- course work,
- court card,
- court christian,
- court circular,
- court cupboard
Origin of coursing
- the line along the earth's surface upon or over which a vessel, an aircraft, etc., proceeds: described by its bearing with relation to true or magnetic north.
- a point of the compass.
verb (used with object), coursed, cours·ing.
verb (used without object), coursed, cours·ing.
Origin of course
Examples from the Web for coursing
Coursing beneath the polished surface of the love poems is something deep, dark, and defiant.Sor Juana: Mexico’s Most Erotic Poet and Its Most Dangerous Nun|Katie Baker|November 8, 2014|DAILY BEAST
It was clear that some information had been received and that it was now coursing through the crowd.
A simple chart on mortgage activity shows how rising rates are coursing through the economy.Rising interest rates spur drop in mortgage financing activity|Edward Ferguson|July 12, 2013|DAILY BEAST
He covers his face with his hands to hide the tears now coursing down his cheeks.Gwen Wynn|Mayne Reid
Ruth turned to the little old woman, down whose face the tears were coursing unreproved.Ruth Fielding at Silver Ranch|Alice B. Emerson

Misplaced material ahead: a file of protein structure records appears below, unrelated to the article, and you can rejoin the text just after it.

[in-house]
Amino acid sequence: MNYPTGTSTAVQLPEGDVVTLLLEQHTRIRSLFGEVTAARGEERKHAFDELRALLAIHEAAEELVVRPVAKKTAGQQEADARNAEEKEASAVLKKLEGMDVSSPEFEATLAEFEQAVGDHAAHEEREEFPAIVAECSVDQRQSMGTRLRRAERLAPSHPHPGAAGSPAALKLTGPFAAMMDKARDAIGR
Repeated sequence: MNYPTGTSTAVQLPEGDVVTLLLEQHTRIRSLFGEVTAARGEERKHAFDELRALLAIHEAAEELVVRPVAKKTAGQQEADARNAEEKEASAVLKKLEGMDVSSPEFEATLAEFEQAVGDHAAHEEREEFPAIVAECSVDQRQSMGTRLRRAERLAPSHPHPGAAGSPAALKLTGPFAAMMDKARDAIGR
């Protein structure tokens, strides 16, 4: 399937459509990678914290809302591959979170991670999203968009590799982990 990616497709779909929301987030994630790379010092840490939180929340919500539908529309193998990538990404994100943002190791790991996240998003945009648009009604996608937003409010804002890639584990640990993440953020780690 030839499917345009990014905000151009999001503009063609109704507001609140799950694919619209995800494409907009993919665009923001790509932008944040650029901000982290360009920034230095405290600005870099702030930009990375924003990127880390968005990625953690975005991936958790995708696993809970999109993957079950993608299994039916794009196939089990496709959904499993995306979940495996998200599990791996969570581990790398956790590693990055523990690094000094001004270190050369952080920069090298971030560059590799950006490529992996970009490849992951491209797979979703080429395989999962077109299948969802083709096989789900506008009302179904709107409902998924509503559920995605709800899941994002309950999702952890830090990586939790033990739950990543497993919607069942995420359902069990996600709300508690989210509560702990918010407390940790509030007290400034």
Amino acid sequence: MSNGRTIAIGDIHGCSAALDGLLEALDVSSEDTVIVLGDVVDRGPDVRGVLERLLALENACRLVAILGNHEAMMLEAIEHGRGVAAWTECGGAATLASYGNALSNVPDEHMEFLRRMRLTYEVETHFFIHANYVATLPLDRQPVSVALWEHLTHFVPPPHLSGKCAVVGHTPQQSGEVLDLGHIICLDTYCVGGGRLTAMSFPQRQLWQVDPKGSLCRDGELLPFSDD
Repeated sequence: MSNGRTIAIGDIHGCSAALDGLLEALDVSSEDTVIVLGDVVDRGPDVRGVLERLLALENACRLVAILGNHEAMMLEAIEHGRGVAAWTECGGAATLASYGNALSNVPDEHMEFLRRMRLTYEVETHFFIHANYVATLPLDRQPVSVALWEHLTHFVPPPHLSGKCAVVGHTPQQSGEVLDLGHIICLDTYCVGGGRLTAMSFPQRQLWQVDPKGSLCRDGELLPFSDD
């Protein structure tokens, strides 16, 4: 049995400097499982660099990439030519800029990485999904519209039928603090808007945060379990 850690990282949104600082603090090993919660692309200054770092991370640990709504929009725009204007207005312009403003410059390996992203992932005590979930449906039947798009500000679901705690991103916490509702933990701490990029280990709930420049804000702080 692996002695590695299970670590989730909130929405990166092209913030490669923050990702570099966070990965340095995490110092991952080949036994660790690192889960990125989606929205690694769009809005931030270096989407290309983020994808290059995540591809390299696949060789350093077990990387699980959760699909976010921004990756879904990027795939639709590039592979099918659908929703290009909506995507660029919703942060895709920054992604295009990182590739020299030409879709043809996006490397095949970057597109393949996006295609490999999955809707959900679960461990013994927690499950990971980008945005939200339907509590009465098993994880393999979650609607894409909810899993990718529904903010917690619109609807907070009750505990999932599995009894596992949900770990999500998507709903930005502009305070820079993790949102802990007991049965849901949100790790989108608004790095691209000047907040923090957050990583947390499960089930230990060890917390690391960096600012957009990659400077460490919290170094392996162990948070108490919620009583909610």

Susan felt as if electricity was coursing through her veins.Saturday's Child|Kathleen Norris
Mademoiselle Marguerite was indeed weeping—big tears which she made no attempt to conceal were coursing down her cheeks.The Count's Millions|Emile Gaboriau
It has been used both for deer stalking and for coursing, and several varieties exist.
- the path or channel along which something movesthe course of a river
- (in combination)a watercourse
- a prescribed number of lessons, lectures, etc, in an educational curriculum
- the material covered in such a curriculum
- a hunt by hounds relying on sight rather than scent
- a match in which two greyhounds compete in chasing a hare
- (adverb) as expected; naturally
- (sentence substitute) certainly; definitely
Word Origin for course
late 13c., "onward movement," from Old French cors (12c.) "course; run, running; flow of a river," from Latin cursus "a running race or course," from curs- past participle stem of currere "to run" (see current (adj.)).
Most extended senses (meals, etc.) are present in 14c. Academic meaning "planned series of study" is c.1600 (in French from 14c.). Phrase of course is attested from 1540s; literally "of the ordinary course;" earlier in same sense was bi cours (c.1300).
16c., from course (n.). Related: Coursed; coursing.
In addition to the idiom beginning with course
- course of true love never ran smoothly, the
- crash course
- in due course
- matter of course
- of course
- par for the course
- run its course
- stay the course